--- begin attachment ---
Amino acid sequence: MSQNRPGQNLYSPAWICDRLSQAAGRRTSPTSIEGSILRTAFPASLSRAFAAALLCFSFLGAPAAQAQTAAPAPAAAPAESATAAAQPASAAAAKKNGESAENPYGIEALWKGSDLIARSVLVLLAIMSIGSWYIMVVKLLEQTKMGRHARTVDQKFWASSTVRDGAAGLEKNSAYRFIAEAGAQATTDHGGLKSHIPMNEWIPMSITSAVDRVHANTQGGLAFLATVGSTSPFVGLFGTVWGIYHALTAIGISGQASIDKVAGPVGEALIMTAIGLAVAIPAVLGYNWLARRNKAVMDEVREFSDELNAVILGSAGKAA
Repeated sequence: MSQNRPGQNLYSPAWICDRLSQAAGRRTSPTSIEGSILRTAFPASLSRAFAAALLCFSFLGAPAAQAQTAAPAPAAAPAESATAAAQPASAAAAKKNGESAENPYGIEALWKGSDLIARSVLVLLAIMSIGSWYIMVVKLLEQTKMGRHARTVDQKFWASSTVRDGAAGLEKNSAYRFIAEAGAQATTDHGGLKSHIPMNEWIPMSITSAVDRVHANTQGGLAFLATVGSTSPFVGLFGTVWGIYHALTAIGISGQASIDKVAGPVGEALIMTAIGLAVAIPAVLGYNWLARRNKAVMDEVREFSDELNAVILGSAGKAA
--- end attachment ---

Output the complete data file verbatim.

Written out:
Amino acid sequence: MSQNRPGQNLYSPAWICDRLSQAAGRRTSPTSIEGSILRTAFPASLSRAFAAALLCFSFLGAPAAQAQTAAPAPAAAPAESATAAAQPASAAAAKKNGESAENPYGIEALWKGSDLIARSVLVLLAIMSIGSWYIMVVKLLEQTKMGRHARTVDQKFWASSTVRDGAAGLEKNSAYRFIAEAGAQATTDHGGLKSHIPMNEWIPMSITSAVDRVHANTQGGLAFLATVGSTSPFVGLFGTVWGIYHALTAIGISGQASIDKVAGPVGEALIMTAIGLAVAIPAVLGYNWLARRNKAVMDEVREFSDELNAVILGSAGKAA
Repeated sequence: MSQNRPGQNLYSPAWICDRLSQAAGRRTSPTSIEGSILRTAFPASLSRAFAAALLCFSFLGAPAAQAQTAAPAPAAAPAESATAAAQPASAAAAKKNGESAENPYGIEALWKGSDLIARSVLVLLAIMSIGSWYIMVVKLLEQTKMGRHARTVDQKFWASSTVRDGAAGLEKNSAYRFIAEAGAQATTDHGGLKSHIPMNEWIPMSITSAVDRVHANTQGGLAFLATVGSTSPFVGLFGTVWGIYHALTAIGISGQASIDKVAGPVGEALIMTAIGLAVAIPAVLGYNWLARRNKAVMDEVREFSDELNAVILGSAGKAA